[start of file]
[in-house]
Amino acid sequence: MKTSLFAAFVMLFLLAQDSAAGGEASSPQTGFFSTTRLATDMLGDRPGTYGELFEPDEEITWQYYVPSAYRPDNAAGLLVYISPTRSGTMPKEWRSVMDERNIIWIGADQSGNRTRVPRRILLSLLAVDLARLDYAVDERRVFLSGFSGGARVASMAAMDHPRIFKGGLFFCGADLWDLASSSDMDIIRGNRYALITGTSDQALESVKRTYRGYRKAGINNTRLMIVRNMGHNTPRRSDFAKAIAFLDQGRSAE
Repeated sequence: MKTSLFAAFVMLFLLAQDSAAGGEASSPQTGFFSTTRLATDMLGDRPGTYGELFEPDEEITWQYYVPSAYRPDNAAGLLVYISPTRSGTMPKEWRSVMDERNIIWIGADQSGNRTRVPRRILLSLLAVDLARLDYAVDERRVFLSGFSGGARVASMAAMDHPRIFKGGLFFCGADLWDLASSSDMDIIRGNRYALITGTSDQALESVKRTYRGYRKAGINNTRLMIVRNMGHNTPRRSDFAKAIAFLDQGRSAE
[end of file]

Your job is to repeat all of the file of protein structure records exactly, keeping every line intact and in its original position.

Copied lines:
[in-house]
Amino acid sequence: MKTSLFAAFVMLFLLAQDSAAGGEASSPQTGFFSTTRLATDMLGDRPGTYGELFEPDEEITWQYYVPSAYRPDNAAGLLVYISPTRSGTMPKEWRSVMDERNIIWIGADQSGNRTRVPRRILLSLLAVDLARLDYAVDERRVFLSGFSGGARVASMAAMDHPRIFKGGLFFCGADLWDLASSSDMDIIRGNRYALITGTSDQALESVKRTYRGYRKAGINNTRLMIVRNMGHNTPRRSDFAKAIAFLDQGRSAE
Repeated sequence: MKTSLFAAFVMLFLLAQDSAAGGEASSPQTGFFSTTRLATDMLGDRPGTYGELFEPDEEITWQYYVPSAYRPDNAAGLLVYISPTRSGTMPKEWRSVMDERNIIWIGADQSGNRTRVPRRILLSLLAVDLARLDYAVDERRVFLSGFSGGARVASMAAMDHPRIFKGGLFFCGADLWDLASSSDMDIIRGNRYALITGTSDQALESVKRTYRGYRKAGINNTRLMIVRNMGHNTPRRSDFAKAIAFLDQGRSAE